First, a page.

Illinois has unusually strong jobs growth in February
In February 2017 Illinois surpassed its previous jobs peak from September 2000. However, long-term problems could potentially hamstring further jobs growth if left unaddressed.
Illinois’ jobs market saw unusually strong gains in February, giving the state a welcome boost in its economic data. Illinois now sits at an all-time high for total jobs count as a result of gaining 25,600 jobs in February and having an upward revision in its January jobs data.
The February jobs report has good news for jobs-starved Illinoisans. However, February is one month in the midst of negative long-term trends. Illinois has suffered the loss of well-paying blue-collar jobs as the result of global changes and state policy mistakes. Furthermore, Illinois has struggled with out-migration and is losing many working-age adults to other states, resulting in a smaller labor force.
February 2017 jobs data
Illinois’ February jobs data from the Illinois Department of Employment Security (IDES) shows strong overall job creation with large gains in government (+8,300); construction (+7,300); education and health (+5,800); financial activities (+2,500) and leisure and hospitality (+2,000). Even manufacturing showed a gain of 1,700 jobs on the month. The only significant loss was of 2,900 jobs in trade, transportation and utilities.
Illinois has reached a new all-time high for total payroll jobs. The February gains were further boosted by revisions to the January data, which now show a growth of 8,100 jobs in January instead of the initial estimate of 1,700. As a result of these gains, Illinois now has 6,055,000 payroll jobs, breaking the previous peak from September 2000.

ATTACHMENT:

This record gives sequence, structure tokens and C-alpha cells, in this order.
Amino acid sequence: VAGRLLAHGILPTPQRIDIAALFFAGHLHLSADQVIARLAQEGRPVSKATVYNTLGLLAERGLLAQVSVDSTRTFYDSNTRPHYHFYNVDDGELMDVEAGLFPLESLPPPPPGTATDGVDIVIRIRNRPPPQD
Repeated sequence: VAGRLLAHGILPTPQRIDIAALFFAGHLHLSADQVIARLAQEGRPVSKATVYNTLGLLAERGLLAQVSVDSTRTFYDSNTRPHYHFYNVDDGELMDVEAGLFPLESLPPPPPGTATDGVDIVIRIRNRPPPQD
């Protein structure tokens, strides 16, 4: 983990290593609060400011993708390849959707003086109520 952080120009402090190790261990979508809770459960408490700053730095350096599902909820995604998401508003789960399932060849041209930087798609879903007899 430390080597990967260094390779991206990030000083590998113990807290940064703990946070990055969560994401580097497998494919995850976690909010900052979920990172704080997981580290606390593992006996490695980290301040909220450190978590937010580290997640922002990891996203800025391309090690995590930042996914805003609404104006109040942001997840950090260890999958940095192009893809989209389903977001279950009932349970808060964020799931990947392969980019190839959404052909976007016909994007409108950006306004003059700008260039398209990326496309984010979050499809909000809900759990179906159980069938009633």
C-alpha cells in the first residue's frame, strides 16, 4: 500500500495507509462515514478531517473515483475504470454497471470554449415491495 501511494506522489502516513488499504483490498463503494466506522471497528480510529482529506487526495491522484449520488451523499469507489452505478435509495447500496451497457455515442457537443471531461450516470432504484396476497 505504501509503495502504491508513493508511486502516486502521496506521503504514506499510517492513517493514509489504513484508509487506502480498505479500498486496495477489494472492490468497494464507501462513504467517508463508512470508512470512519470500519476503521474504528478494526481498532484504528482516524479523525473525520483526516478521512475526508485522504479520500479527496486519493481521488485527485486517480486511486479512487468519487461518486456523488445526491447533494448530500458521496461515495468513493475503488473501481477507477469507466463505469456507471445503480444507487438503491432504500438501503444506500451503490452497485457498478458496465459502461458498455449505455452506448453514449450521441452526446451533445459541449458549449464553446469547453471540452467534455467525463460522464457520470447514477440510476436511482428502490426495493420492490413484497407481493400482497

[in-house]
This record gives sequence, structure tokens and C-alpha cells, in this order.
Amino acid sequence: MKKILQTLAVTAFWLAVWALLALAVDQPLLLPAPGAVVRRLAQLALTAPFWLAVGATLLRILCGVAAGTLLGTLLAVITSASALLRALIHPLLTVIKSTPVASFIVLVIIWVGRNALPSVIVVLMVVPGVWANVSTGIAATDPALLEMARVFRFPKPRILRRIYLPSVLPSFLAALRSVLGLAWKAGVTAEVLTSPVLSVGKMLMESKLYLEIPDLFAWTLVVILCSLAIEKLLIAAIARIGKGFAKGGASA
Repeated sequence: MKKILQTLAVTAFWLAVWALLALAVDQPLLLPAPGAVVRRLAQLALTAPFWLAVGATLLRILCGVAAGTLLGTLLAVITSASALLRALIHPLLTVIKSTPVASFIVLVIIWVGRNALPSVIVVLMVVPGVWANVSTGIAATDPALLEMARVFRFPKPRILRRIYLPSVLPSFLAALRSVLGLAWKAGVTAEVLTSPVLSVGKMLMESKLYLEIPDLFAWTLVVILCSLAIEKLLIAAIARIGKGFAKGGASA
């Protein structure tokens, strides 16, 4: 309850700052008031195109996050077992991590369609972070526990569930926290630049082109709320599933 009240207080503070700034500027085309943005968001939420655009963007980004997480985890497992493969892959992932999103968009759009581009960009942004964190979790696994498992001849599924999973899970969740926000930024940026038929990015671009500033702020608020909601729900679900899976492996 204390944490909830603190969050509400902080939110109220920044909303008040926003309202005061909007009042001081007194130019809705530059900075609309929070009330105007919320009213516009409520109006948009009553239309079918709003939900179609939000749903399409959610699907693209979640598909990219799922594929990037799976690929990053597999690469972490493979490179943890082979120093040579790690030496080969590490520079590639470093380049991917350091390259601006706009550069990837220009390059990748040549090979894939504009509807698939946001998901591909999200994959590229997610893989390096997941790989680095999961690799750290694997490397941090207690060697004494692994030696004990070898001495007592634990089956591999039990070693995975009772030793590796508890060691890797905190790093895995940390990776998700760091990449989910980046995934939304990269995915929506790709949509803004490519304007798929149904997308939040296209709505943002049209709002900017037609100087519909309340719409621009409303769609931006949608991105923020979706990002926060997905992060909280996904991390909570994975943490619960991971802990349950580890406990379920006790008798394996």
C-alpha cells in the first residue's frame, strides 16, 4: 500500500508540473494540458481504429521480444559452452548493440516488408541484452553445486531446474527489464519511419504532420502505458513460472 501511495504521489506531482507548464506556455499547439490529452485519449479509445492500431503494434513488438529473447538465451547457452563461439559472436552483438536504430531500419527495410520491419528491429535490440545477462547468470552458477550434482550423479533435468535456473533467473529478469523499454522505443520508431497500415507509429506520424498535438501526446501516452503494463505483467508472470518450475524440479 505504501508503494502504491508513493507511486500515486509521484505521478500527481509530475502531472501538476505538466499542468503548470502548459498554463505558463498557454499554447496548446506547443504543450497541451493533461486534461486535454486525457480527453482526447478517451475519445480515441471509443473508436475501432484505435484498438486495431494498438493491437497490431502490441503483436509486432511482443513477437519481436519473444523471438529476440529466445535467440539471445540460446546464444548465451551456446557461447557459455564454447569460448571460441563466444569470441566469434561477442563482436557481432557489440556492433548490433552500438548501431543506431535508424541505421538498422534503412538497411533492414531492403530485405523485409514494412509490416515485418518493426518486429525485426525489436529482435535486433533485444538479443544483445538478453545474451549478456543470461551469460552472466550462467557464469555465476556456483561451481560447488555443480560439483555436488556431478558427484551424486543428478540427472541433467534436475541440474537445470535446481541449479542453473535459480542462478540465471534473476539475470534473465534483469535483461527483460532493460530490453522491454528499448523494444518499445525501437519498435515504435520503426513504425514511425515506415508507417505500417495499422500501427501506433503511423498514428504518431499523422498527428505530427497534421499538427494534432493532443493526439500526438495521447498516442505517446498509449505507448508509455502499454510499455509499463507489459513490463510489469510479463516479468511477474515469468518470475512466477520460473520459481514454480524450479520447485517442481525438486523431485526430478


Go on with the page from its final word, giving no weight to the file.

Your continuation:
Illinois’ unemployment situation also improved in February, dropping from 5.7 percent to 5.4 percent. The unemployment rate declined for good reasons – the number of unemployed fell but the labor force did not shrink. The drop in unemployment was captured by a gain in employment in February. Total household employment grew by 28,500.
Illinoisans should welcome the good news that the state now has more payroll jobs than ever recorded by the Bureau of Labor Statistics. This is an important milestone that Illinois policy leaders should look to build upon.
However, it’s important to note the changing composition of Illinois’ job market. Since 2000, Illinois’ job market has seen significant divergence between white-collar jobs in the service sector and blue-collar jobs in manufacturing and construction. For example, Illinois has lost 300,000 manufacturing jobs since the turn of the century. As a result, manufacturing has been surpassed by both businesses and professional services, and leisure and hospitality for total jobs.
The total number of people working in Illinois is also a long-term problem. The BLS’ household survey counts 6,176,100 total people working in Illinois today. This is 170,000 below Illinois’ peak from before the Great Recession. Illinois compares poorly with neighboring states on this metric, with most states around Illinois having more people working today than before the Great Recession.
Illinois has been losing a lot of population to surrounding states, and data from multiple sources – including the IRS, BLS and Census Bureau – show that working-age adults are leaving Illinois fastest.
Policy leaders should build upon the good jobs news in February and work towards fixing the state’s long-term problems. Those long-term problems include unsustainable debts, crippling taxes and over-regulation that result in significant out-migration and the weakest labor market in the Great Lakes region, especially for blue-collar work.
Taxpayers and workers in Illinois need to see both real and symbolic victories. Lawmakers need to pass a real, statewide property tax freeze to protect both beleaguered homeowners and industrial property owners. Then the state needs to pass a balanced budget without raising taxes. A plan to accomplish both of these goals has been proposed by the Illinois Policy Institute. February jobs data offer a glimmer of hope for what Illinois could accomplish every month if lawmakers put the state’s house in order. It’s up to lawmakers whether to work to make this a long-term trend or allow it to be a one-time glimmer of hope that eventually fades away.